- The Penguins of Madagascar, where the penguins are suspicious of Rhonda, a walrus, who was put in Marlene's pen, (although what zookeeper in their right mind would put a GIANT walrus in the same pen as an otter?) because they think she's a spy bent on stealing their invention, but Marlene thinks she will be nice once she gets to know her. Once Marlene is upset about Rhonda's messiness, they have her Put on a Bus. But, they realize that the bus is taking her to a polar bear reserve, and take the bus back and put her on a different one. It is then that they realize she has stolen the penguins' invention.
- In the episode "Red Squirrel", the penguins meet Rockgut, an old penguin who has spent his life hunting the Red Squirrel, a notorious enemy from forty years ago. Eventually, they realize that Rockgut has become deluded and paranoid after he imprisons all of their friends, accusing them of being agents of the Red Squirrel. So they send him on a Snipe Hunt to get rid of him, and Private feels sorry for him for chasing someone who may not even exist. In fact, the Red Squirrel does exist, and had been waiting for Rockgut to exit so that he could put his plans in motion.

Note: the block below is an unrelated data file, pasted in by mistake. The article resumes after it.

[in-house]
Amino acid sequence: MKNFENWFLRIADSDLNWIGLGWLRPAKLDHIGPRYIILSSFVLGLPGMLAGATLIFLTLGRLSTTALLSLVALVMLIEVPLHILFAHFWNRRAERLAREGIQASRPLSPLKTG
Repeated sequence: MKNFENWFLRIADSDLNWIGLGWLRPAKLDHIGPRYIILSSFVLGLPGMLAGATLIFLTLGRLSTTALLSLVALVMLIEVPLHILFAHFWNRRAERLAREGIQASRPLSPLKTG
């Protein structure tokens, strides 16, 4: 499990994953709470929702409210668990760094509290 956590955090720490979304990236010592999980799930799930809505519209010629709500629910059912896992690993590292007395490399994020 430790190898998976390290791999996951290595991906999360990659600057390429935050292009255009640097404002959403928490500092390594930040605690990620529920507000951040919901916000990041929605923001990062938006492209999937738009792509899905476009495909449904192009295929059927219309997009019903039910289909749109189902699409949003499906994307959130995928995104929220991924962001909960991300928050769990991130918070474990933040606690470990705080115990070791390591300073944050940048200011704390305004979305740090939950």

- South Park had a variation. A middle-eastern looking kid and his family move in, and Cartman is suspicious of him immediately. The kid's family itself was innocent, but Cartman's suspicion directly results in him saving the town by finding out about someone else's terrorist plot. Lampshaded at the end.
- Adventure Time: The one with Ricardio. Finn thinks he's evil, Jake thinks he's good. He's evil.
- My Life as a Teenage Robot
- There are two examples in this show; one subverts the Suspicion Aesop normally (the one about Wakeman's boyfriend) and one DOUBLY subverts it (the one about Melody; because Melody IS wrecking everything, or so it seems, but she's not evil).